Degree Type


Date of Award


Degree Name

Doctor of Philosophy




Ridge Tillage is a conservation tillage practice that is gaining popularity in the U.S. Ridge tillage allows earlier planting, rapid emergence, and accelerated seedling development. Ridge shape influences absorption of solar radiation, rainfall infiltration, and water drainage. The objectives of this study were to: determine the effects of the selected ridge construction factors of speed, depth adjustment, and tool type on ridge configuration; and, evaluate the impact of different ridge configurations on soil water content and soil temperature prior to planting, and soil physical properties that influence the ridged soil environment. Twenty-seven ridge building treatments were established with five replications. Ridges were constructed with three tool types (disk, shovel, and sweep), each operated at three speeds (5, 7, and 9 Km/hr) and three adjustment depths (50, 100, and 150 mm). The change of field configuration were used to quantify the ground surface-air interface, which directly and indirectly effects many soil physical properties (i.e. solar radiation absorption, evaporation, and gas exchange). Ridge height ranged from 87 mm to 220 mm, ridge cross-sectional area varied from 398 cm[superscript]2 to 822 cm[superscript]2, and ridge area index ranged from 1.12 to 1.32. Three shapes (convex, triangle, and concave-convex) were used to describe the resulting configurations. Ridge index, classified based on shape and size of the ridge, was then established. To evaluate soil environmental conditions, soil temperature and water content were measured from early spring to planting time each year. Soil temperature and water content are influenced by soil water desorption characteristics, soil air-filled porosity and soil penetration resistance. Three ridge shapes and three ridge sizes were determined based upon ridge index. All ridges were warmer and had higher soil growing degree days (GDD) than a flat surface. In moderately dry and warm conditions soil GDD are governed by the shape and size of the ridge; in wet and cool conditions all of the ridges, behaved similarly. Ridge configuration did have an effect on the initial water content. Drying patterns were similar for each ridge size and shape. Soil air-filled porosity and soil water desorption were not affected by tool type. Penetration resistance was significantly lower in the ridge top.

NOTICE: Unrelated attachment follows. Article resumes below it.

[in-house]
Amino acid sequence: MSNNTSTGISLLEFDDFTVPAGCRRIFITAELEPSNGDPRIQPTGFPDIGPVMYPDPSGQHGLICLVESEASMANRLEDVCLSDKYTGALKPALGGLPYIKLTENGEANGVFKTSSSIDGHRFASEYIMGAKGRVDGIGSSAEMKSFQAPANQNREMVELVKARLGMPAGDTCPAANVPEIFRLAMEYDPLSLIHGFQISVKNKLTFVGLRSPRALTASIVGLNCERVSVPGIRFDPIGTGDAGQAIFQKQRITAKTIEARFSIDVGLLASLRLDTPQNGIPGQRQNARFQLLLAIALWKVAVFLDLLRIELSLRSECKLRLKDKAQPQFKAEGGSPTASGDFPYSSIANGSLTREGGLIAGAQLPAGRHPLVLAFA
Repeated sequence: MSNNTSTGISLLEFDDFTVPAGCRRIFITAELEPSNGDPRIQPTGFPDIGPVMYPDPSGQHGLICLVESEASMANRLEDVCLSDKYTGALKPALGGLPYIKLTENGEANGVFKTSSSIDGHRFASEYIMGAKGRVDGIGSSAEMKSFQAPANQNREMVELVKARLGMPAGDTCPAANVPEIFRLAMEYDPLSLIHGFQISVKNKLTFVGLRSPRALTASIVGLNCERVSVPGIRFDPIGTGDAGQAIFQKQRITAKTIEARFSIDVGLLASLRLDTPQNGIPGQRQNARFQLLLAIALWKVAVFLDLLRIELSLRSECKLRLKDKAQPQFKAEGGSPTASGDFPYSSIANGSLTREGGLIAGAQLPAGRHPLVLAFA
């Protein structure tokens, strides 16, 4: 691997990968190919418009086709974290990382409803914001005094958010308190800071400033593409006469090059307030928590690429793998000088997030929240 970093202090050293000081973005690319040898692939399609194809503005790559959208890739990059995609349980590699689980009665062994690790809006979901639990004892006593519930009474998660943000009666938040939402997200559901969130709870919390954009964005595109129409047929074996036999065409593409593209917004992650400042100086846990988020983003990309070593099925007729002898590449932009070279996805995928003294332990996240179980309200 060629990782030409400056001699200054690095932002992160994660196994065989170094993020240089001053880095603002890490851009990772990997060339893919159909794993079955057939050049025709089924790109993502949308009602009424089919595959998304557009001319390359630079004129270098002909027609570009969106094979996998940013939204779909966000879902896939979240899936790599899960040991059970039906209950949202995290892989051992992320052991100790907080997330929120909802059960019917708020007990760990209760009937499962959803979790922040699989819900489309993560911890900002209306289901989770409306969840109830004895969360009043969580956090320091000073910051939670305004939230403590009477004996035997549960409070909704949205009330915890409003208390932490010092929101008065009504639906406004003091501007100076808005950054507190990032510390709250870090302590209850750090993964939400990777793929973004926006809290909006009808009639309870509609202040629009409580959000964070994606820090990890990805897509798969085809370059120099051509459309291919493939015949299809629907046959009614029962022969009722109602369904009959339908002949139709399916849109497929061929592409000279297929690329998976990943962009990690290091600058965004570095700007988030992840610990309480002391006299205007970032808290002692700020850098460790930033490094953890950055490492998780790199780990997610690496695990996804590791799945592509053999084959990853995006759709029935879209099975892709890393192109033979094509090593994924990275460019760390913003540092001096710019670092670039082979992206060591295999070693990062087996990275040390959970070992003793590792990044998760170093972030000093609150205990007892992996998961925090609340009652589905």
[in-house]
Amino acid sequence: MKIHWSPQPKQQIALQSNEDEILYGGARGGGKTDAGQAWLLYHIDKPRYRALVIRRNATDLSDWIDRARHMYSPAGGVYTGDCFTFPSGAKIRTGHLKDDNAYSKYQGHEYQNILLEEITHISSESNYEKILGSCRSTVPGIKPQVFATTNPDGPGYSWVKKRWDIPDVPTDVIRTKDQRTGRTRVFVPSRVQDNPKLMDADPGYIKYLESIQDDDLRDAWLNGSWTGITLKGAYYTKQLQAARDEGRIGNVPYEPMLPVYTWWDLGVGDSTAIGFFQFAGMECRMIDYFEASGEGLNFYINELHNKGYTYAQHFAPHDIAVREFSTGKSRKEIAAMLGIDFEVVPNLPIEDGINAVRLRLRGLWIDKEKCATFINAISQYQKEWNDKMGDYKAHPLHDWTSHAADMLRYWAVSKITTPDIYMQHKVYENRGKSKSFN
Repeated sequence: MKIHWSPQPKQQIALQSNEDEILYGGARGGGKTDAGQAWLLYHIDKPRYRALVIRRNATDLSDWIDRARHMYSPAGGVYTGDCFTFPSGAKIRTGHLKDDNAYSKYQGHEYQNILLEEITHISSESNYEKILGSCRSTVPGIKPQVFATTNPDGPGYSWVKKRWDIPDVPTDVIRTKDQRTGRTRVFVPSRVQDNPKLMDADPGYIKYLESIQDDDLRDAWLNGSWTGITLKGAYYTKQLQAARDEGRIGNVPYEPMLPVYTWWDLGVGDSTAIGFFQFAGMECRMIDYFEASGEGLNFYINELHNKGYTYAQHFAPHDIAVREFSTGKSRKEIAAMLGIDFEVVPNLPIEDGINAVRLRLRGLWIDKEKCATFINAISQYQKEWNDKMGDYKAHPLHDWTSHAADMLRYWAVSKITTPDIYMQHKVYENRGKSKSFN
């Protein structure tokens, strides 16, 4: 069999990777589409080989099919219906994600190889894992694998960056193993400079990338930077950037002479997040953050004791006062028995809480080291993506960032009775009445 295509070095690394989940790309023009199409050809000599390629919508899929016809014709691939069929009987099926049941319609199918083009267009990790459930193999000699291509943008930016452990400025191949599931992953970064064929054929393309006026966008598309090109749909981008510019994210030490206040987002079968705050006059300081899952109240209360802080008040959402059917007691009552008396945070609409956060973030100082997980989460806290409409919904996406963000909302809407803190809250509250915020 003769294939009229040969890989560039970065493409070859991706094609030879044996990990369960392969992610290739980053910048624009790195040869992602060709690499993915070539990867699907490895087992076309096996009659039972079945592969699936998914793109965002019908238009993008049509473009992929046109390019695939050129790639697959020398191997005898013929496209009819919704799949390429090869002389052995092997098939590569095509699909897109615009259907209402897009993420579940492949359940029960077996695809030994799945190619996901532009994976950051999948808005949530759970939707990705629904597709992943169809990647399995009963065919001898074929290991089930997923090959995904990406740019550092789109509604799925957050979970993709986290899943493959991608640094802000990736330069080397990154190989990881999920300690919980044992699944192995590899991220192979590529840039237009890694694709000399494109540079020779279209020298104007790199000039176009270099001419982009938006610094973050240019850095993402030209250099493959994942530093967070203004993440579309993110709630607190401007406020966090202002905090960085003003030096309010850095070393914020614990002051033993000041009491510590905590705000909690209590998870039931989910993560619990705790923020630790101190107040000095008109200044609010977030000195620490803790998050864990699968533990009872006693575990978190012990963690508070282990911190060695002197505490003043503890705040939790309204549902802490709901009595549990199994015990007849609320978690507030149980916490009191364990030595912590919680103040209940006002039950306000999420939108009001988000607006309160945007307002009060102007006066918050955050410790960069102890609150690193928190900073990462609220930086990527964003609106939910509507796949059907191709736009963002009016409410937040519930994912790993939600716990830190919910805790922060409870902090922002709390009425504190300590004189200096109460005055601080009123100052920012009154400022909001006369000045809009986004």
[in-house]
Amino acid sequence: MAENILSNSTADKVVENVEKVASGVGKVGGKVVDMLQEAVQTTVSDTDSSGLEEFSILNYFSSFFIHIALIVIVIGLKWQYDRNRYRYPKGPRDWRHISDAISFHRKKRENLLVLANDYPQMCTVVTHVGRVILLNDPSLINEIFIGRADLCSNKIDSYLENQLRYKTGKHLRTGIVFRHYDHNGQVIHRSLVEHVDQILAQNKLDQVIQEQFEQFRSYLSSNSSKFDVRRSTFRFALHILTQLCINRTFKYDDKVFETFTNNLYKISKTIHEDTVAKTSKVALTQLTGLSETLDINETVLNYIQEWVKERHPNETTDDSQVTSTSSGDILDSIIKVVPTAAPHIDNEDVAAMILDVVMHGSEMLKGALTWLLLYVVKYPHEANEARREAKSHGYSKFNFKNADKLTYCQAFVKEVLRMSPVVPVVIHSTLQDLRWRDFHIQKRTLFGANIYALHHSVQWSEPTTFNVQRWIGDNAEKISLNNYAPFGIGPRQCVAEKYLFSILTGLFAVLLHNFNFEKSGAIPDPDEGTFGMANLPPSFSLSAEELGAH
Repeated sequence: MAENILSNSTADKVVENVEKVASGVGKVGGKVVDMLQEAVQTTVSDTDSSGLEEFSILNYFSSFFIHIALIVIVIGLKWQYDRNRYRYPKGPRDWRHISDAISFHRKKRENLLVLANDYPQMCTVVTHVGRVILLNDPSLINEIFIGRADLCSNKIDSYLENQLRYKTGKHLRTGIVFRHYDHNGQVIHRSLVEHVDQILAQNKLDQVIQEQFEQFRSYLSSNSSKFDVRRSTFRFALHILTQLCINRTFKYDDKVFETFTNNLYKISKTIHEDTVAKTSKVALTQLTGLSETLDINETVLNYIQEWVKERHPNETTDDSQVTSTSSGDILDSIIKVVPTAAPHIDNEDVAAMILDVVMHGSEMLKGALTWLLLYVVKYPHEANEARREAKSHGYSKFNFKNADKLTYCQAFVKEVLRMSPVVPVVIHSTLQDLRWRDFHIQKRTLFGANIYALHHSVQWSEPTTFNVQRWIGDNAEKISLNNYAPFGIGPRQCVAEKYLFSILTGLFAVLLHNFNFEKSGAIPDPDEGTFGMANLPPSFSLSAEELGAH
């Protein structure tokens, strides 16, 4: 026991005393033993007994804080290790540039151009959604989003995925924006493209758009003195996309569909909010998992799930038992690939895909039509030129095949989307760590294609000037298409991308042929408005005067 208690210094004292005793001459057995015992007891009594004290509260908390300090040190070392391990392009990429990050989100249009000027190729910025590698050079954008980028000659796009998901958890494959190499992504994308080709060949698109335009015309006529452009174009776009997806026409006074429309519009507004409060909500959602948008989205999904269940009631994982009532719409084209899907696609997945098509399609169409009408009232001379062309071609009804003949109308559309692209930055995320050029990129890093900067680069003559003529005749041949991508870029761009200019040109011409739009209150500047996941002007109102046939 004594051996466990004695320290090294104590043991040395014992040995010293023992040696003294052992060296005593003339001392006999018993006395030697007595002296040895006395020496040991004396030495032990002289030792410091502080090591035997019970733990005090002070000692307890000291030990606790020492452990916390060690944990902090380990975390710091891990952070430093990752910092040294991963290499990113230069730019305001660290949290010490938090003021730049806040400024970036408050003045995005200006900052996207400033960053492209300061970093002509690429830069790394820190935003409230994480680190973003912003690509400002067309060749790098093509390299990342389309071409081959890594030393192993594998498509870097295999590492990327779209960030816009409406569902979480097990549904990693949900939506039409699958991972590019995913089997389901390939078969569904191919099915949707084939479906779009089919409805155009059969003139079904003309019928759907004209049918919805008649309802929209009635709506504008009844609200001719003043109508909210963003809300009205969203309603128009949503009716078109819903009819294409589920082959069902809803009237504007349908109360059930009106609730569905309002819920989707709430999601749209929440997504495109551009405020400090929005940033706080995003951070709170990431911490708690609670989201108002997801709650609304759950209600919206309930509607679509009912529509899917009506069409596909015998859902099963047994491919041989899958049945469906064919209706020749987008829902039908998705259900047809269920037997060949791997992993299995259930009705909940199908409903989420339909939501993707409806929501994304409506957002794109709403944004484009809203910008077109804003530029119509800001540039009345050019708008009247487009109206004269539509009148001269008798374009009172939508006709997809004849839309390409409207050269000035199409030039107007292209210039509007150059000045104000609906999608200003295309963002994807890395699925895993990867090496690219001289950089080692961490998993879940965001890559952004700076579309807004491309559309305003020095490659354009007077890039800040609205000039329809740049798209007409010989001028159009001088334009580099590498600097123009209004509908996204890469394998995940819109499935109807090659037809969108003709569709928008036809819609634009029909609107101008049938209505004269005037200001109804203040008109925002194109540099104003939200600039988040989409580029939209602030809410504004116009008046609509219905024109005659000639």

Digital Repository @ Iowa State University,

Copyright Owner

Mohammadreza Ghaffarzadeh



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101 pages